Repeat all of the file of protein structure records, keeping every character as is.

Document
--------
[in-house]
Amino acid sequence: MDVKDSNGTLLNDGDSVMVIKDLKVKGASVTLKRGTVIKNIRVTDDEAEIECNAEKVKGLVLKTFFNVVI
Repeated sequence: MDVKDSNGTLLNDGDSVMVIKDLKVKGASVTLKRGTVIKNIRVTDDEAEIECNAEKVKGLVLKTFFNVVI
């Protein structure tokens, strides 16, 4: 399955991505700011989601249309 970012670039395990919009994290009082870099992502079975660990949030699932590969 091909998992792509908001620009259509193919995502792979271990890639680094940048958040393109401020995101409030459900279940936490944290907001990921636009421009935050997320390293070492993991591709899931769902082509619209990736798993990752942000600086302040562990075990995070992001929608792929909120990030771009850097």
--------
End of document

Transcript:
[in-house]
Amino acid sequence: MDVKDSNGTLLNDGDSVMVIKDLKVKGASVTLKRGTVIKNIRVTDDEAEIECNAEKVKGLVLKTFFNVVI
Repeated sequence: MDVKDSNGTLLNDGDSVMVIKDLKVKGASVTLKRGTVIKNIRVTDDEAEIECNAEKVKGLVLKTFFNVVI
């Protein structure tokens, strides 16, 4: 399955991505700011989601249309 970012670039395990919009994290009082870099992502079975660990949030699932590969 091909998992792509908001620009259509193919995502792979271990890639680094940048958040393109401020995101409030459900279940936490944290907001990921636009421009935050997320390293070492993991591709899931769902082509619209990736798993990752942000600086302040562990075990995070992001929608792929909120990030771009850097």